Study: lauric acid from coconut oil inhibits cancer cell growth without affecting healthy cells
A study published in September 2017 by researchers from the Department of Pharmacy, Health and Nutritional Sciences, at the University of Calabria in Rende, Italy, and from the Department of Health Sciences at the University Magna Graecia in Catanzaro, Italy, looked at the anti-cancer activity of lauric acid, the main fatty acid found in coconut oil.
While coconut oil continues to get slandered in the U.S. by those with close ties to the pharmaceutical industry, research mainly outside the U.S. continues to show how healthy coconut oil can be, dispelling the common saturated-fat-is-bad myth still being promoted in the U.S.
The study title is The lauric acid-activated signaling prompts apoptosis in cancer cells, and it was published in the journal Cell Death Recovery.
The study looked at the effects of lauric acid in both breast cancer and colon cancer.
“The saturated medium-chain fatty-acid lauric acid (LA) has been associated to certain health-promoting benefits of coconut oil intake, including the improvement of the quality of life in breast cancer patients during chemotherapy.
As it concerns the potential to hamper tumor growth, LA was shown to elicit inhibitory effects only in colon cancer cells. Here, we provide novel insights regarding the molecular mechanisms through which LA triggers antiproliferative and pro-apoptotic effects in both breast and endometrial cancer cells.
Coconut oil is nature’s richest source of lauric acid, by far, comprising almost 50% of the fatty acids in coconut oil. Human breast milk comes in a distant second at around 6% lauric acid.
Lauric acid has a rich and long history of fighting pathogens, and has been a popular food preservative for many decades.
Perhaps the most significant observation documented in this study was the ability of lauric acid to target cancer cells but not affect healthy cells, unlike most chemotherapy drugs.
Lauric acid inhibited the viability of both cancer cell types without altering the growth of MCF-10A normal breast epithelial cells, thus suggesting its specific potential to trigger antiproliferative effects in malignant cells. The lauric acid-activated signaling prompts apoptosis in cancer cells.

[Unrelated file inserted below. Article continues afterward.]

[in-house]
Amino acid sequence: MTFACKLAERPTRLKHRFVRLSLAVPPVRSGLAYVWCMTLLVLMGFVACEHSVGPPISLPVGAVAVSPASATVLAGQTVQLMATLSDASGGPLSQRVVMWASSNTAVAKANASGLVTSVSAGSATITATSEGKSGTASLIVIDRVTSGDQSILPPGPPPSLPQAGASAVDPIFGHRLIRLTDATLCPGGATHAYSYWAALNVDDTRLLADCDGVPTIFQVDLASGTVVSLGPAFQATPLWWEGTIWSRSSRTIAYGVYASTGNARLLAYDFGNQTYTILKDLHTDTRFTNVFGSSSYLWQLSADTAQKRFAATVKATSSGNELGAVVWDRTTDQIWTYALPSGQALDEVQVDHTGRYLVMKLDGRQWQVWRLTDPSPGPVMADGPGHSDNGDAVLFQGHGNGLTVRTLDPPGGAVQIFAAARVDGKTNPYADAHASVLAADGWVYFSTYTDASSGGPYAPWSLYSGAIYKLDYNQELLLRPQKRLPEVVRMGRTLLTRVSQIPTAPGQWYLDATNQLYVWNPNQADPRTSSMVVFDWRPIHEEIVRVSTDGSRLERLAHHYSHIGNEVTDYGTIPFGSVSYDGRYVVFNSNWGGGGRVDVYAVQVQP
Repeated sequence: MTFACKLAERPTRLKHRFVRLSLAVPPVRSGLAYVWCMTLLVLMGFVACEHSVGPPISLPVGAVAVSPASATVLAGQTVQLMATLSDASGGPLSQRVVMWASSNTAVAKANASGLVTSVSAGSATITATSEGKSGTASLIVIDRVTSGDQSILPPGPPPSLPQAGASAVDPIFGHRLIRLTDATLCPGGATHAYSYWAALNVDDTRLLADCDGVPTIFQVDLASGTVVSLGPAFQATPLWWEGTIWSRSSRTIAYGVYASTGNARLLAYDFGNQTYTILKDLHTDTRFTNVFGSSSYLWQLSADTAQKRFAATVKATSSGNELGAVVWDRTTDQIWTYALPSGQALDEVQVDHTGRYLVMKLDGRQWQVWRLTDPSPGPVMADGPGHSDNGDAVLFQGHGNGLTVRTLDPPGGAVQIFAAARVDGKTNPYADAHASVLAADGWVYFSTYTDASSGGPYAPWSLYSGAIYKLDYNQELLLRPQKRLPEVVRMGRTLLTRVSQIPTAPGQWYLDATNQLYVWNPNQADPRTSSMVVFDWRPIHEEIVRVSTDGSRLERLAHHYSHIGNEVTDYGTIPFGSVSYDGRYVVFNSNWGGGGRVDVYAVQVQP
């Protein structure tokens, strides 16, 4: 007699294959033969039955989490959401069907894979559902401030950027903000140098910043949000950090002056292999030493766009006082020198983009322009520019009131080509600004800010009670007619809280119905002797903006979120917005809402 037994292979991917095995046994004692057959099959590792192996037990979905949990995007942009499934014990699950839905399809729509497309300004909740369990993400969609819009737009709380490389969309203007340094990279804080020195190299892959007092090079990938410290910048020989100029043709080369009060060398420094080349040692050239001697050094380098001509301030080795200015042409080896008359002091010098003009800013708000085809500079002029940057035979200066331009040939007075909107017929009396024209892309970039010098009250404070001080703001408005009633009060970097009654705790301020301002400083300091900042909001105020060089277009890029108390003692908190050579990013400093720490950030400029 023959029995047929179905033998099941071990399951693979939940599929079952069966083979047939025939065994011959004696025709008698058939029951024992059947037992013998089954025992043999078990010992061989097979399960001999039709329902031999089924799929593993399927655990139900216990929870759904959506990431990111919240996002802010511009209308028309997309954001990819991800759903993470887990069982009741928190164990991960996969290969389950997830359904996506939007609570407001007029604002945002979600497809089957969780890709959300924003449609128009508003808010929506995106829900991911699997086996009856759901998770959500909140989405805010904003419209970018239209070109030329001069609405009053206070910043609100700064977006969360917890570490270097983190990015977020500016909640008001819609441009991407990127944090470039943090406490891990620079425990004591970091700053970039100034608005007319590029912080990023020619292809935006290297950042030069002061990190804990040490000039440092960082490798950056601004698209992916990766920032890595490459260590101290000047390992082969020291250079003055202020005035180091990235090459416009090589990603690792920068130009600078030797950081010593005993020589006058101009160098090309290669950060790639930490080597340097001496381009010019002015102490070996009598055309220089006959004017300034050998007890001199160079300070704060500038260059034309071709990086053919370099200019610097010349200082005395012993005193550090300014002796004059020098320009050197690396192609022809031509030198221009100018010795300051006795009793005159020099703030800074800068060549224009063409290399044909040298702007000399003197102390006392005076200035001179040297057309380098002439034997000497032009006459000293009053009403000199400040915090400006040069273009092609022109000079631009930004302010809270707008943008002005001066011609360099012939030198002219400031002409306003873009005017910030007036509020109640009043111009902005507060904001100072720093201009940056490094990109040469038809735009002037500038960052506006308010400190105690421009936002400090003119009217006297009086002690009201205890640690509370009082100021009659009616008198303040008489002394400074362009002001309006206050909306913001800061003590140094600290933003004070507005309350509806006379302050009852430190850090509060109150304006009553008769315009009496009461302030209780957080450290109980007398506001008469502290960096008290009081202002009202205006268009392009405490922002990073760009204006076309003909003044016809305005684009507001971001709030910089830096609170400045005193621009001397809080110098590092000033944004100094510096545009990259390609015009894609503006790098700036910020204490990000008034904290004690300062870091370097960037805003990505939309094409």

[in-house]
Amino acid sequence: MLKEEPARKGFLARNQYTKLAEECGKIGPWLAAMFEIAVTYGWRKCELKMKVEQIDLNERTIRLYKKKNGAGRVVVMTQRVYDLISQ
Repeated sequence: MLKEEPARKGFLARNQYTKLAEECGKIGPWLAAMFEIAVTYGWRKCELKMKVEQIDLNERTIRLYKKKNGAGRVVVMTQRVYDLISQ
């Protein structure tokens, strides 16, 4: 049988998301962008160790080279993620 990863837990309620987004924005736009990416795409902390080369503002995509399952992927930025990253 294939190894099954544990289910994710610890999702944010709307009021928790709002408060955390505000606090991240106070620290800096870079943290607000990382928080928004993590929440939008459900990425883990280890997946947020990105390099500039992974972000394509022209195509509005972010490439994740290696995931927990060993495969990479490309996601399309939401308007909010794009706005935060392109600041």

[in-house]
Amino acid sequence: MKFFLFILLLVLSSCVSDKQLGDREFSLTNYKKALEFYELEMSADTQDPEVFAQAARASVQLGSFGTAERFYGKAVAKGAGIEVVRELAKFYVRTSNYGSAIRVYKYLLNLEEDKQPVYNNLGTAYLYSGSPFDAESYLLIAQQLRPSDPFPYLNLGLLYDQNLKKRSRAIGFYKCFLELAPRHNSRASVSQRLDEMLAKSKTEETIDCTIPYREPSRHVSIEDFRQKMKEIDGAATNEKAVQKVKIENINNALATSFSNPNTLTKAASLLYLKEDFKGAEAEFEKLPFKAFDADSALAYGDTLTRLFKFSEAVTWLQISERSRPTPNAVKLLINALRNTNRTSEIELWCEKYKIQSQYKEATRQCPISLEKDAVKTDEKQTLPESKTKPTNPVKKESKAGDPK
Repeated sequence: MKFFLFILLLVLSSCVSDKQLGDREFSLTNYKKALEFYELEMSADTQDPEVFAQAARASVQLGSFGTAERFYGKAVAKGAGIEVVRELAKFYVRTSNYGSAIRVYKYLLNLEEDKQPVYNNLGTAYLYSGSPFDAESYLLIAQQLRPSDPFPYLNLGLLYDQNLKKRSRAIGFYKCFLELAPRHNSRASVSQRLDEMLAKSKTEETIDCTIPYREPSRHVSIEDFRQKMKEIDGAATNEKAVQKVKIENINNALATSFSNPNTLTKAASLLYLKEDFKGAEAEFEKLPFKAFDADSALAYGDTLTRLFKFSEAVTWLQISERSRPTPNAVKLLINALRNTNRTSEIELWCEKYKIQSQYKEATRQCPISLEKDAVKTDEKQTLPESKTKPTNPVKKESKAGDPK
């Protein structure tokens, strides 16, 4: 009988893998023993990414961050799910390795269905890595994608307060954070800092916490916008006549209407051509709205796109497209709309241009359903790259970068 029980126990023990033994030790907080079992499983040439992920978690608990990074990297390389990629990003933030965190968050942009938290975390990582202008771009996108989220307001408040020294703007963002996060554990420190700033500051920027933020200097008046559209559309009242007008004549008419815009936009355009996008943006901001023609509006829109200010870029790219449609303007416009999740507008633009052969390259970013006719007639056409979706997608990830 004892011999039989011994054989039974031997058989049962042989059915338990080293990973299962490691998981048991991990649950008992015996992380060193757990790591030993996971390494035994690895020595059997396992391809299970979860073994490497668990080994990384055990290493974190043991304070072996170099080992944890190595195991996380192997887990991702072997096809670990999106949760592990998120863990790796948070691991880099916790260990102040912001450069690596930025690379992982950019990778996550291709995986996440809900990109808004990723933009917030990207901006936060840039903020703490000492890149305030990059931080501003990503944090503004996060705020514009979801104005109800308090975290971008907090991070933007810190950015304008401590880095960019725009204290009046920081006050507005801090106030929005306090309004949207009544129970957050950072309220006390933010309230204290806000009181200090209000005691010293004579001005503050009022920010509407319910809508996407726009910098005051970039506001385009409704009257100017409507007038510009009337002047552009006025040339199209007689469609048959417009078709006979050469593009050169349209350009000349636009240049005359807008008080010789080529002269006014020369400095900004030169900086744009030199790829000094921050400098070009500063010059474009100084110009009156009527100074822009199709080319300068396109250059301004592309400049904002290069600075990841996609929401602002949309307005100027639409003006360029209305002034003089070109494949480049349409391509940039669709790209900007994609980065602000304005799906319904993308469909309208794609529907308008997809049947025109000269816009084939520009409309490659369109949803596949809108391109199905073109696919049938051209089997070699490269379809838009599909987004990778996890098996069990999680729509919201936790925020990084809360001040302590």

The saturated medium-chain fatty-acid lauric acid (LA) has been associated to certain health-promoting benefits of coconut oil intake, including the improvement of the quality of life in breast cancer patients during chemotherapy.
As it concerns the potential to hamper tumor growth, LA was shown to elicit inhibitory effects only in colon cancer cells.
Here, we provide novel insights regarding the molecular mechanisms through which LA triggers antiproliferative and pro-apoptotic effects in both breast and endometrial cancer cells.
In particular, our results demonstrate that LA increases reactive oxygen species levels, stimulates the phosphorylation of EGFR, ERK and c-Jun and induces the expression of c-fos.
In addition, our data evidence that LA via the Rho-associated kinase-mediated pathway promotes stress fiber formation, which exerts a main role in the morphological changes associated with apoptotic cell death.
Next, we found that the increase of p21Cip1/WAF1 expression, which occurs upon LA exposure in a p53-independent manner, is involved in the apoptotic effects prompted by LA in both breast and endometrial cancer cells.
Collectively, our findings may pave the way to better understand the anticancer action of LA, although additional studies are warranted to further corroborate its usefulness in more comprehensive therapeutic approaches.
Lauric acid (LA), which is a saturated MCFA with 12 carbon atoms and the primary fatty acid of coconut oil, has been associated with certain health benefits of coconut oil intake.
LA is also contained in plant oils, fruits, seeds and in breast milk.
LA has been shown to elicit diverse actions in various tissues, including a potent antimicrobial property.
For instance, LA and the derivative monolaurin were reported to destroy cell membranes of gram-positive bacteria and lipid-coated viruses, to interfere with main cellular responses as the activation of transduction cascades and gene transcription, to stabilize cell membranes toward the prevention of bacterial resistance.
In addition, LA promoted inflammatory processes activating the nuclear factor-κB transcription factor as well as stimulating the expression of cyclooxygenase-2 and pro-inflammatory cytokines.
LA was also associated with beneficial effects on the cardiovascular system due to its ability to increase the high-density lipoproteins and to reduce the blood pressure and heart rate in both normotensive and hypertensive rats.
Moreover, LA prevented the prostatic hyperplasia induced by testosterone in rats, triggered apoptosis in colon cancer cells through oxidative stress and improved the sensitization of the EGFR inhibitor cetuximab in KRAS/BRAF mutated colorectal cancer cells.
It is worth mentioning that the consumption of virgin coconut oil during chemotherapy improved the global quality of life in patients with breast cancer.
Here, we show for the first time that LA elicits antiproliferative and pro-apoptotic effects in breast and endometrial cancer cells promoting the generation of reactive oxygen species (ROS), the activation of transduction pathways and gene expression changes.
In particular, the upregulation of the cyclin-dependent kinase inhibitor p21Cip1/WAF1 upon LA exposure was found to be required for its anticancer properties.
Our findings shed new light on the molecular mechanisms through which LA induces antiproliferative and pro-apoptotic responses in both breast and endometrial cancer cells toward its usefulness in more comprehensive therapeutic approaches.”
The full study can be read here.
September 12, 2018